When in doubt, work out.

I wonder if the staggering amounts of depression and anxiety rates are fueled largely by our sedentary lifestyles in our current cultures?  Where so many of us work in occupations that keep us indoors and seated at a desk and computer.

One thing I know for sure is that when I am active, I feel better.  Another thing I know is that when I am VERY active, I feel A LOT better.

I was at a parent meeting tonight where a psychologist stated that endorphins are 27x more powerful than morphine.  Therefore, a half hour workout per day is as good as a day’s worth of morphine.  Particularly in the pain we feel from depression and anxiety.

We are in a culture made up of people slowing down simultaneously.  Moving away from farming and manual labour to more mind-jobs, perhaps our bodies and systems don’t know what is hitting them.

I in my book, if we are not doing the basics of good health such as nutrition and exercise, then we are not getting the most from any medication or therapy we receive for depression and anxiety.  In my experience, health and fitness are the foundations of good mental health and recovery.

I am an avid fitness enthusiast.  I havent always been to the degree I am today, and I know that when I was at my worst for general, non-circumstantial anxiety and depression, I was 20-30 lbs heavier than I am today, and was far less active.

When I am consistent in my workouts and cycling, every area of my life improves.  I think clearer, sleep better, feel more optimistic, care more about others, and just generally feel happier.  My head is less cluttered even though it was my body that worked out.

One of my mentors (online) has been Tom Venuto.  I use his material and suggestions…. they work.  He is balanced, sensible, and his programs are manageable.  No, I don’t work for him and no, this is not a paid endorsement.  I don’t even know him other than online.  I just wanted to share an accessible resource that I have found great success in.

Tom Venuto

His web site is http://www.holygrailbodytransformation.com/

One of th most compelling things Tom stresses, and the relevance to me in my journey forward, is that we make fitness a part of our lifestyle.  We embed it in who we are. We live it, not just try it for a time.  We live it daily, a day at a time.  And the results add up all by themselves to better health and fitness… for life.




About Chaz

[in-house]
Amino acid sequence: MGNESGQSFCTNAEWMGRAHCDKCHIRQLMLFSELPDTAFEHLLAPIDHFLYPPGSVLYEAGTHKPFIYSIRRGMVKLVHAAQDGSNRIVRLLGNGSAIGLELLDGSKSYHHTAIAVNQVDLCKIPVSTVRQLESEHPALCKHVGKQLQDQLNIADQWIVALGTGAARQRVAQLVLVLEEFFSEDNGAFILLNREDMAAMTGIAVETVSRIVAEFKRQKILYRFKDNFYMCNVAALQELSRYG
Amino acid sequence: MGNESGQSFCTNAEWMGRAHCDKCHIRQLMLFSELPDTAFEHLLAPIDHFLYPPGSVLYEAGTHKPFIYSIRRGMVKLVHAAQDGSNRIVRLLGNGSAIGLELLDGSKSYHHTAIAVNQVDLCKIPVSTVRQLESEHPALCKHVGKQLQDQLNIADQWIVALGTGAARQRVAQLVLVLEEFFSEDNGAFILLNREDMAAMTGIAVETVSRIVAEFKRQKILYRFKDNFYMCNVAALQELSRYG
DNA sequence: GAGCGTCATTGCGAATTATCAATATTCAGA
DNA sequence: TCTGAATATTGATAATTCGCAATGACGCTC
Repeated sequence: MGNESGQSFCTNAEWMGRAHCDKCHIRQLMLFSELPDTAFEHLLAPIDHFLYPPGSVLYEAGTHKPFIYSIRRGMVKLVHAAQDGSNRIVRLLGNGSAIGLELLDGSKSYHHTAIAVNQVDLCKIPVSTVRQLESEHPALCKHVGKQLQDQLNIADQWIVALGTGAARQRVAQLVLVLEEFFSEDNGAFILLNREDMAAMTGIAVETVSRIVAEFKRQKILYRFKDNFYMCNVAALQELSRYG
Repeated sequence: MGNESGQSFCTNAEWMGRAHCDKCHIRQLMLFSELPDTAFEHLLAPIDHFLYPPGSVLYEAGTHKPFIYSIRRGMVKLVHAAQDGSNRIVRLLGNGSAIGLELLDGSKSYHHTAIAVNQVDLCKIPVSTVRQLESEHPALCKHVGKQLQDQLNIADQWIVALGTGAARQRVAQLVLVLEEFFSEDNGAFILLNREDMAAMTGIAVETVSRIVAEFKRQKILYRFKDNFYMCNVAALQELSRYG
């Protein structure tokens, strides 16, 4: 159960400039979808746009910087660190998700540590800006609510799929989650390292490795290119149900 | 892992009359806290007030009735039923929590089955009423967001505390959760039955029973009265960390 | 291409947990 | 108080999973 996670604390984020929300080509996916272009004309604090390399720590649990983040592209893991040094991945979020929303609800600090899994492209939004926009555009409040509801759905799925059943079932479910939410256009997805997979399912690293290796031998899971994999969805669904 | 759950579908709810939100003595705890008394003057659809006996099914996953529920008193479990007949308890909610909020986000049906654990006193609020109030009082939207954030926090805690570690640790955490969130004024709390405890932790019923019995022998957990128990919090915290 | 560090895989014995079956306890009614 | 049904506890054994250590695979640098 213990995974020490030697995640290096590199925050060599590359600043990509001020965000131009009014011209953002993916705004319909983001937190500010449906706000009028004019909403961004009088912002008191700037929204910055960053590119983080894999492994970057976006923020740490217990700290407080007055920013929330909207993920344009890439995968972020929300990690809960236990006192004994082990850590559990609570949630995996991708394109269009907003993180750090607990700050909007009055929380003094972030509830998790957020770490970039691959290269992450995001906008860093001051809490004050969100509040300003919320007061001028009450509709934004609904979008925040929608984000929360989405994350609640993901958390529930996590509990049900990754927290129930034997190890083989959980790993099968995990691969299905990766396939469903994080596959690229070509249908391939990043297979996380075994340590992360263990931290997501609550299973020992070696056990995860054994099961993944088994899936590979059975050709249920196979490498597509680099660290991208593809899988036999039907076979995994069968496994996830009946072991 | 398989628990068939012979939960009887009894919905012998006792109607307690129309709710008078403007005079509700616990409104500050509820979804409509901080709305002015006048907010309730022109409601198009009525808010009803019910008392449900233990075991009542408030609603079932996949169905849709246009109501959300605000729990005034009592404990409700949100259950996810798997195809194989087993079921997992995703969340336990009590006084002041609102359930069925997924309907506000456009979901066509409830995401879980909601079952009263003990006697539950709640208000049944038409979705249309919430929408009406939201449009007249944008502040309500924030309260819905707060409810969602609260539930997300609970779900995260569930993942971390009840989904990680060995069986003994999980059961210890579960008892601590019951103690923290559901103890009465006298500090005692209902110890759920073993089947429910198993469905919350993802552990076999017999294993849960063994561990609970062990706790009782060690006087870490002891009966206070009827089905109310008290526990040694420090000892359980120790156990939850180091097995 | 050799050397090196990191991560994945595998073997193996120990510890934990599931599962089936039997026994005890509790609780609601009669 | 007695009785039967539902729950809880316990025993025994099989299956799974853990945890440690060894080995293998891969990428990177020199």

Husband, father, brother, son, friend. Sober member of AA. Grateful for the life God gave me and for the happy struggle of recovery.
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12 Responses to When in doubt, work out.

  1. eremophila says:

    Another pertinent post Chaz! When I was too ill to even walk, dealing with angry feelings became quite challenging, and led to me writing more. Now I’m able to exercise again, I don’t write as much…..so each situation has its merits. But overall, I reckon good food and exercise cures many ills of the mind:-)

    • Chaz says:

      Ya, I don’t believe we were designed to not be active. Am sure we could adapt if we were not physically mobile, but short of that, I think we can all benefit in some way.

  2. Chaz,

    Thanks for reminding me of the importance of working out. Sadly, when I need it the most, because I am more sedentary than ever teaching online, it is the first thing that I sacrifice. Of course, when I neglect my work outs my mood and my physical well-being suffer. I will check out Tom Venuto. Spring is coming. Yay! More time to move outdoors.

    See you at the gym!

    • Chaz says:

      Tom Venuto puts on challenges at least twice a year. You set a personal goal and work at it during usually 90 days. It is amazingly motivating. His advice is very sound and sensible. No magic formulas. Best of all, the biggest reward is feeling better.



  3. kweenmama says:

    This is a truth I have known for quite some time. I always feel better physically, mentally, and emotionally if I am eating right and getting enough exercise. When my sis was going through a bout of depression I urged over and over to get outdoors and be active. Thanks for posting!

    • Chaz says:

      As gruelling as it was, when I forced myself to get active when I was going through deep bouts of depression I ALWAYS felt better. When depressed, it is not the exercise that is the toughest thing, it is ramping up the volition to get started. We think and churn and ponder and rationalize… often into a state of further immobility. Like our depression is self-preserving.

      Good on you for encouraging your sis this way. It is safe and wise advice.



  4. jobo says:

    Couldn’t agree more!! I just sent this to a few friends and also tweeted it 😉 That’s how much I agreed. I sit here debating a tack-on ab workout to this morning’s weight workout and now feel more motivated to just do it because I need some energy to wake up and finish the rest of the day. Great motivation I needed today 🙂

  5. D.Rene. says:

    Well, you make it a no-brainer. The argument that our knowledge work has caused us become inactive and therefore more apt to anxiety makes all the sense in the world. I love this post and I’ll give you credit every time I share your point in my ever-so-wise way.

  6. hcgdiet says:

    magnificent post, very informative. I’m wondering why the other experts of this sector do not notice this. You should continue your writing. I’m
    sure, you’ve a huge readers’ base already!

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